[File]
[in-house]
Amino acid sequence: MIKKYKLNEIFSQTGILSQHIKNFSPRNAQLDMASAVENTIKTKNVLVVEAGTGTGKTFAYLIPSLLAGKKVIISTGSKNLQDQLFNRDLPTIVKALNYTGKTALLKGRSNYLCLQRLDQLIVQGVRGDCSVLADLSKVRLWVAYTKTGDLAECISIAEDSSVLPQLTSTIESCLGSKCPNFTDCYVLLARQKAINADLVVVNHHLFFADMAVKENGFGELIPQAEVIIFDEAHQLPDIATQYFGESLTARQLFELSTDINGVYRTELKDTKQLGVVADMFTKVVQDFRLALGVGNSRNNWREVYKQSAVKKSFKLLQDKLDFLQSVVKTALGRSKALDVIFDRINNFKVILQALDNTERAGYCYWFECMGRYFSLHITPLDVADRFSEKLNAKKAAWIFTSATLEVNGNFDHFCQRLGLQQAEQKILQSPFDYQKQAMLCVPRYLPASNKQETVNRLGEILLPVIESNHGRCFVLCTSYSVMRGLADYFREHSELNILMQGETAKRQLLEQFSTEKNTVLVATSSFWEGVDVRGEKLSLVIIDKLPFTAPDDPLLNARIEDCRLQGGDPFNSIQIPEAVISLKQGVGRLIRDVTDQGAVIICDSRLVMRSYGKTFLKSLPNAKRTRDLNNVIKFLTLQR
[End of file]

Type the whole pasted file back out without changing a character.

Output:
[in-house]
Amino acid sequence: MIKKYKLNEIFSQTGILSQHIKNFSPRNAQLDMASAVENTIKTKNVLVVEAGTGTGKTFAYLIPSLLAGKKVIISTGSKNLQDQLFNRDLPTIVKALNYTGKTALLKGRSNYLCLQRLDQLIVQGVRGDCSVLADLSKVRLWVAYTKTGDLAECISIAEDSSVLPQLTSTIESCLGSKCPNFTDCYVLLARQKAINADLVVVNHHLFFADMAVKENGFGELIPQAEVIIFDEAHQLPDIATQYFGESLTARQLFELSTDINGVYRTELKDTKQLGVVADMFTKVVQDFRLALGVGNSRNNWREVYKQSAVKKSFKLLQDKLDFLQSVVKTALGRSKALDVIFDRINNFKVILQALDNTERAGYCYWFECMGRYFSLHITPLDVADRFSEKLNAKKAAWIFTSATLEVNGNFDHFCQRLGLQQAEQKILQSPFDYQKQAMLCVPRYLPASNKQETVNRLGEILLPVIESNHGRCFVLCTSYSVMRGLADYFREHSELNILMQGETAKRQLLEQFSTEKNTVLVATSSFWEGVDVRGEKLSLVIIDKLPFTAPDDPLLNARIEDCRLQGGDPFNSIQIPEAVISLKQGVGRLIRDVTDQGAVIICDSRLVMRSYGKTFLKSLPNAKRTRDLNNVIKFLTLQR